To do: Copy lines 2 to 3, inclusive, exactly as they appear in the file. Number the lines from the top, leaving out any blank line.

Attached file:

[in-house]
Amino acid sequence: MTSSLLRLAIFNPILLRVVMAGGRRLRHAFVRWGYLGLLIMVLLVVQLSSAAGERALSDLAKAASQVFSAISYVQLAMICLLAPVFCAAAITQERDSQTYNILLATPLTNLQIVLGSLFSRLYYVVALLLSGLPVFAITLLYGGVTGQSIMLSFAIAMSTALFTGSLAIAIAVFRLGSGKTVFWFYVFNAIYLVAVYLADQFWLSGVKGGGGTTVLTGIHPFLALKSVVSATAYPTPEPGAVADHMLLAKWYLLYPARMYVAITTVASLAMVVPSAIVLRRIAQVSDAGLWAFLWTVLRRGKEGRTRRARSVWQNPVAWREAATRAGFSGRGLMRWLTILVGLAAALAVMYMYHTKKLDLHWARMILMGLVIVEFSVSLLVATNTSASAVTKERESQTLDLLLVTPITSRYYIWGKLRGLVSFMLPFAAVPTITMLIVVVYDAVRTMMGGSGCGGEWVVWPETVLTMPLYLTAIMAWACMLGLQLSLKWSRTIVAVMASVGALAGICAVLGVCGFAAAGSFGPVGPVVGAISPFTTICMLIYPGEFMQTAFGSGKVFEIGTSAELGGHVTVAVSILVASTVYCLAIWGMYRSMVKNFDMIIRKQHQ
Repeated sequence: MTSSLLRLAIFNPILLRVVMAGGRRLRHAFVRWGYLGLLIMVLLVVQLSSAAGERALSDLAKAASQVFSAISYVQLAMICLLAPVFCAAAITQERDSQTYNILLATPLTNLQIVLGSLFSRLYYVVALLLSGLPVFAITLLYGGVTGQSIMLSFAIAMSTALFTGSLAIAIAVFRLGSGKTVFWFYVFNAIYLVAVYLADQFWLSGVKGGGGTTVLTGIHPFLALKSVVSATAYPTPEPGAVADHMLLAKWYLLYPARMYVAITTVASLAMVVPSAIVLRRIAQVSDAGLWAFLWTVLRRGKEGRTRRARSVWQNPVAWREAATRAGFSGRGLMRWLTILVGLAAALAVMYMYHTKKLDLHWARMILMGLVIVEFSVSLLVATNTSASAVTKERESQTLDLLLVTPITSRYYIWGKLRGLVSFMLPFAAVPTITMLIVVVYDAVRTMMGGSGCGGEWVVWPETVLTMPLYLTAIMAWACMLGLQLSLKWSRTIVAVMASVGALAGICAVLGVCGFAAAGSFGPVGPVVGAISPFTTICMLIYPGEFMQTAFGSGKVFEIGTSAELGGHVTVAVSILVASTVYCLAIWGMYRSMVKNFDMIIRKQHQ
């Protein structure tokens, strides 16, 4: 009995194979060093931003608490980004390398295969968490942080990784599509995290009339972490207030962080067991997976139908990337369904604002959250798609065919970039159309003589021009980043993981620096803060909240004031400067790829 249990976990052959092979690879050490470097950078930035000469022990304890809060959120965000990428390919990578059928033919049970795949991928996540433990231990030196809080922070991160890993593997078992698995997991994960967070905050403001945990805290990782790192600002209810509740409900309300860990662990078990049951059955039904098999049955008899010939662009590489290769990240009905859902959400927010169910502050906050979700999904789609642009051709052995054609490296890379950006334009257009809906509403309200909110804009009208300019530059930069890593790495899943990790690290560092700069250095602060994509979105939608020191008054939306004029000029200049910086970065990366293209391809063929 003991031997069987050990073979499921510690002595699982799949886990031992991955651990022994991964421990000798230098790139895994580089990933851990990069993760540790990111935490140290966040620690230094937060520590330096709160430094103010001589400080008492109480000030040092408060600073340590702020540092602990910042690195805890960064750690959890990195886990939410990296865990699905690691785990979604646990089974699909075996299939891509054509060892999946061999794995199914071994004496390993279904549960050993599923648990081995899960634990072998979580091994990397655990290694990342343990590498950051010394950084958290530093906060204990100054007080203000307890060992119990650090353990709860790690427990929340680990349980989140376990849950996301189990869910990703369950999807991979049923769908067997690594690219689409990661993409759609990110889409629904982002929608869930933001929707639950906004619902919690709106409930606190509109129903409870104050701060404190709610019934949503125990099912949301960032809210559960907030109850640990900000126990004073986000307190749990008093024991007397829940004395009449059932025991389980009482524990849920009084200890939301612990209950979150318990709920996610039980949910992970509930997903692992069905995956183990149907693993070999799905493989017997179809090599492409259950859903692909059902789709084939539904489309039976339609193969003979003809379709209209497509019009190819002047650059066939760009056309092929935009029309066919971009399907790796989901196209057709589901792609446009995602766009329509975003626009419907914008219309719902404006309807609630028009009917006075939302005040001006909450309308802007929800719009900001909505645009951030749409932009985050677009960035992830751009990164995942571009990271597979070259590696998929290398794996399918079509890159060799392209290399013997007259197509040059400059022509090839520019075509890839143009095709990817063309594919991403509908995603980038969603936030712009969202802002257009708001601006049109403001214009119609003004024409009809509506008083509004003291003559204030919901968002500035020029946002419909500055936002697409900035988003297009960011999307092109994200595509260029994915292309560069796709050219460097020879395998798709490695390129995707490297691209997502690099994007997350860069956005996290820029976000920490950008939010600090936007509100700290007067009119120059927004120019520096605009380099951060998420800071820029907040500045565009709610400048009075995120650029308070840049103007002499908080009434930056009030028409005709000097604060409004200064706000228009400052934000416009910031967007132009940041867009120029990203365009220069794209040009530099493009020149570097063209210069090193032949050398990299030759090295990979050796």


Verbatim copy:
Amino acid sequence: MTSSLLRLAIFNPILLRVVMAGGRRLRHAFVRWGYLGLLIMVLLVVQLSSAAGERALSDLAKAASQVFSAISYVQLAMICLLAPVFCAAAITQERDSQTYNILLATPLTNLQIVLGSLFSRLYYVVALLLSGLPVFAITLLYGGVTGQSIMLSFAIAMSTALFTGSLAIAIAVFRLGSGKTVFWFYVFNAIYLVAVYLADQFWLSGVKGGGGTTVLTGIHPFLALKSVVSATAYPTPEPGAVADHMLLAKWYLLYPARMYVAITTVASLAMVVPSAIVLRRIAQVSDAGLWAFLWTVLRRGKEGRTRRARSVWQNPVAWREAATRAGFSGRGLMRWLTILVGLAAALAVMYMYHTKKLDLHWARMILMGLVIVEFSVSLLVATNTSASAVTKERESQTLDLLLVTPITSRYYIWGKLRGLVSFMLPFAAVPTITMLIVVVYDAVRTMMGGSGCGGEWVVWPETVLTMPLYLTAIMAWACMLGLQLSLKWSRTIVAVMASVGALAGICAVLGVCGFAAAGSFGPVGPVVGAISPFTTICMLIYPGEFMQTAFGSGKVFEIGTSAELGGHVTVAVSILVASTVYCLAIWGMYRSMVKNFDMIIRKQHQ
Repeated sequence: MTSSLLRLAIFNPILLRVVMAGGRRLRHAFVRWGYLGLLIMVLLVVQLSSAAGERALSDLAKAASQVFSAISYVQLAMICLLAPVFCAAAITQERDSQTYNILLATPLTNLQIVLGSLFSRLYYVVALLLSGLPVFAITLLYGGVTGQSIMLSFAIAMSTALFTGSLAIAIAVFRLGSGKTVFWFYVFNAIYLVAVYLADQFWLSGVKGGGGTTVLTGIHPFLALKSVVSATAYPTPEPGAVADHMLLAKWYLLYPARMYVAITTVASLAMVVPSAIVLRRIAQVSDAGLWAFLWTVLRRGKEGRTRRARSVWQNPVAWREAATRAGFSGRGLMRWLTILVGLAAALAVMYMYHTKKLDLHWARMILMGLVIVEFSVSLLVATNTSASAVTKERESQTLDLLLVTPITSRYYIWGKLRGLVSFMLPFAAVPTITMLIVVVYDAVRTMMGGSGCGGEWVVWPETVLTMPLYLTAIMAWACMLGLQLSLKWSRTIVAVMASVGALAGICAVLGVCGFAAAGSFGPVGPVVGAISPFTTICMLIYPGEFMQTAFGSGKVFEIGTSAELGGHVTVAVSILVASTVYCLAIWGMYRSMVKNFDMIIRKQHQ